I have recently started a fourth project, the study of professional elites in Argentina seen through an interview and archival based study of the economic, professional and social lives (1984-2010) of the graduates of the most prestigious public high school in the country: the National School of Buenos Aires (CNBA). The aim of the project is threefold. First, it seeks to understand the impact of large scale social structure transformations in the personal lives of middle class professionals; secondly, it locates the particular ways in which graduates from this school distinguish themselves from others and their social trajectories; and thirdly, it understands how the professional middle class reproduced itself in a moment of political, economical and social upheaval.
The Opera Fanatic: Ethnography of an Obsession. Chicago: University of Chicago Press.
Reviewed in American Journal of Sociology, Contemporary Sociology, Canadian Journal of Sociology, European Journal of Sociology, Cultural Sociology, Culture
Winner of ASA’s Mary Douglas Best Book in Sociology of Culture Award, 2012.
Spanish Translation: El Fanático de la Opera. Etnografía de una obsesión. Buenos Aires and Mexico: Siglo XXI Editores. May 2012.
2010 C. E. Benzecry and M. Krause. Qualitative Sociology. Special Issue on Knowledge in Practice.
2012 “Opera Thugs and the Making of Passionate Fandom.” Contexts 12 no 3: 39-46. Summer Issue.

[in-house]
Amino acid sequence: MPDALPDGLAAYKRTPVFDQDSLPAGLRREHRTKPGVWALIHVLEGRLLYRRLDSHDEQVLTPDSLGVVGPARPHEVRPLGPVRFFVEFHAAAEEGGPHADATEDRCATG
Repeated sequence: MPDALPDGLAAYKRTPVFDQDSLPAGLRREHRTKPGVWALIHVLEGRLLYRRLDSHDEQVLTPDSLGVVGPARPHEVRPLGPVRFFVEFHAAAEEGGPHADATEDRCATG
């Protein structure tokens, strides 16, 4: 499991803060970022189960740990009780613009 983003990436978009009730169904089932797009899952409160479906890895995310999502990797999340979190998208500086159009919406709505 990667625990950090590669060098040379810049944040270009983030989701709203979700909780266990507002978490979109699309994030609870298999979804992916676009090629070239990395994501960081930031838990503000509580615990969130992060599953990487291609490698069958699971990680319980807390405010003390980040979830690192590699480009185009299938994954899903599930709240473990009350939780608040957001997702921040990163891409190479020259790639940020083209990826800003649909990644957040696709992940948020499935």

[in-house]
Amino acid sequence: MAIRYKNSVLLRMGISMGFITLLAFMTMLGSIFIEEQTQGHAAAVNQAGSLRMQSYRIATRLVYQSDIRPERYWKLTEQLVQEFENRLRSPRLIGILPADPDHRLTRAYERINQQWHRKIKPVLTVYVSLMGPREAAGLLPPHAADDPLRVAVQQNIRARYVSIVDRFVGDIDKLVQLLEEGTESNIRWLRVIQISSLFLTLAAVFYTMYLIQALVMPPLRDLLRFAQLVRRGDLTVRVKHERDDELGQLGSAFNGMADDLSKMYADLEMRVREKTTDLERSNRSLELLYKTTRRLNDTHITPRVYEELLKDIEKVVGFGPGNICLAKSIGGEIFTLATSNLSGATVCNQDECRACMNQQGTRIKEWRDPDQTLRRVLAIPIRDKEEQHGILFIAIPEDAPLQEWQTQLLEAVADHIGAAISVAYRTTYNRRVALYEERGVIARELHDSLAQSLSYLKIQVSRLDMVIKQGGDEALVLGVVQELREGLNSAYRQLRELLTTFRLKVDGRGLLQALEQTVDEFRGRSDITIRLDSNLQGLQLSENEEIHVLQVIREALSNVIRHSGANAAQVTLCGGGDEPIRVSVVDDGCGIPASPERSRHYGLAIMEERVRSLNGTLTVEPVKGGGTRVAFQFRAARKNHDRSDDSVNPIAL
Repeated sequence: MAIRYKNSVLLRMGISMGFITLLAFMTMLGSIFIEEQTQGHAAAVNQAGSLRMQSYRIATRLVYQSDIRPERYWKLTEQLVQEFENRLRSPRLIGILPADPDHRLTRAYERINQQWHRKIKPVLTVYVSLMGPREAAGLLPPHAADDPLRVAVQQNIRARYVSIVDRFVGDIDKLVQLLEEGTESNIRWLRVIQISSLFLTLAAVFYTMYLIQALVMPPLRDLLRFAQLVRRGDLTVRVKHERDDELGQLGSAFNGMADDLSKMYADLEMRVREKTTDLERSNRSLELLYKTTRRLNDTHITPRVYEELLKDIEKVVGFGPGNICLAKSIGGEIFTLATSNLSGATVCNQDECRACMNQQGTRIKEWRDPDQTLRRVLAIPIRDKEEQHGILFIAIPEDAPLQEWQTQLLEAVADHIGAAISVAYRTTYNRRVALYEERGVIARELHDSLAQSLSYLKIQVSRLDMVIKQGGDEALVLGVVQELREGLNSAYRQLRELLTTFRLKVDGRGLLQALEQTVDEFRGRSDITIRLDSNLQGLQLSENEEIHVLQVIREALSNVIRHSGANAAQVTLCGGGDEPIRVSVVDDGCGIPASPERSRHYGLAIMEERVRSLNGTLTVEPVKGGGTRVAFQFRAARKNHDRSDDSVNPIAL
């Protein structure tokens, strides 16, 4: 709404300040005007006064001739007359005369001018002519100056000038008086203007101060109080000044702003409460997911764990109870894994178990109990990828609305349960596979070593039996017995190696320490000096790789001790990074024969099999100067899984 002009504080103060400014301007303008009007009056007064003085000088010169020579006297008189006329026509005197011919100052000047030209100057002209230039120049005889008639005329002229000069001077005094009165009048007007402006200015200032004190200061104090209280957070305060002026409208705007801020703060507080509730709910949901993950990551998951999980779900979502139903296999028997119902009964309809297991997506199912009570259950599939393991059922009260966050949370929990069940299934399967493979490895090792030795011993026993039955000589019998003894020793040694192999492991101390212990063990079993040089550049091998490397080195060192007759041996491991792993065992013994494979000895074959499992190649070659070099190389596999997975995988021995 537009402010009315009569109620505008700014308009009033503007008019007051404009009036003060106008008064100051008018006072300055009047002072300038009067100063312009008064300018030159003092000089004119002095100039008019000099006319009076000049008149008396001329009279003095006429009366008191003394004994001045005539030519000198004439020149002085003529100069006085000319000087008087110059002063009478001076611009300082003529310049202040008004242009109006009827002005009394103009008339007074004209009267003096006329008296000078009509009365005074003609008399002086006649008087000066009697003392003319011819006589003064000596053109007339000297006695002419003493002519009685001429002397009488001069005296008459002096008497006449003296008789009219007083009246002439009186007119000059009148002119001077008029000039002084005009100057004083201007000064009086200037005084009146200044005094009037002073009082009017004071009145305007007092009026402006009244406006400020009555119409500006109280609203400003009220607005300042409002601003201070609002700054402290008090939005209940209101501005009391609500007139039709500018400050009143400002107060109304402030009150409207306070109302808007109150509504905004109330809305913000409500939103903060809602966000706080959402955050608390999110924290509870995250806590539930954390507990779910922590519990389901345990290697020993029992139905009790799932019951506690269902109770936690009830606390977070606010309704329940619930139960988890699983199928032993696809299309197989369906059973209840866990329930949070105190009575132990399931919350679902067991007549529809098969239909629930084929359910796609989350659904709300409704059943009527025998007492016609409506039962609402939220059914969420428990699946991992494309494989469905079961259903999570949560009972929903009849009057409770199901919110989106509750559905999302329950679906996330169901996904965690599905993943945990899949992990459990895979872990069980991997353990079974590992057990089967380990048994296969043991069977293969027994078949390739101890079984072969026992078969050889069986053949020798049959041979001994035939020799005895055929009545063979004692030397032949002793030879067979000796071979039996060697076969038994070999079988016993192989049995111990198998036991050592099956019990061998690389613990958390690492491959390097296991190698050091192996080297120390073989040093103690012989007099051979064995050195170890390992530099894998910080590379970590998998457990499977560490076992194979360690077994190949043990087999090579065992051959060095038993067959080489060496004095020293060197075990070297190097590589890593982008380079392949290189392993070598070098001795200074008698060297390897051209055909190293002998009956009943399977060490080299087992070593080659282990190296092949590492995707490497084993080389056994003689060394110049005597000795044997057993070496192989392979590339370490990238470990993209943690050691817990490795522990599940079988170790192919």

2012 “Los viajes de un zapato en la economía global.” Nueva Sociedad. Revista
Latinoamericana de Ciencias Sociales 241: 105-122 (w/Andrew Deener).
2012 “La cultura. Instrucciones de uso” in C. E. Benzecry (ed.) Hacia una nueva sociología cultural. Buenos Aires: Quilmes University Press.
2010 “How do they know? Practicing knowledge in a comparative perspective.” Introduction to Qualitative Sociology 33 no.4: 414-422. Special Issue on Knowledge in practice (w/Monika Krause).
2010 “Everything is dirt. Reevaluating the place of cultural status in aesthetic attachment” in E. de la Fuente (ed.) Philosophical and Cultural Theories of Music. Boston and Leiden: Brill. Pp. 263-286.
2009 “Becoming a fan. On the seductions of opera.” Qualitative Sociology 32 no. 2. (leading article).
2009 “Presentación: Actualidad de Howard Becker.” Introductory Study in Becker, Howard. Outsiders. Buenos Aires, México and Madrid: Siglo XXI editores.
2008 “Azul y Oro. The many social lives of a football jersey.” Theory, Culture and Society 25 no 1.
2007 “Beauty at the gallery. Operatic community and sentimental education in contemporary Buenos Aires” in C. Calhoun and R. Sennett (eds.) Practicing Culture. New York and London: Routledge.
2006 “With a little help from my friends. Intellectual sociability and literary value in contemporary Buenos Aires.” Ethnography 7 no. 2. (leading article).
2006 “Curtain Rising, Baton Falling. The Politics of Musical Conducting in Contemporary Argentina." Theory and Society 35 no. 4.
2005 (w/Eric Klinenberg) “Cultural Production in a Digital Age.” Annals of the American Academy of Political and Social Science 59 no 7. Thousand Oaks, CA: SAGE. (leading article).
Links to media coverage of my research: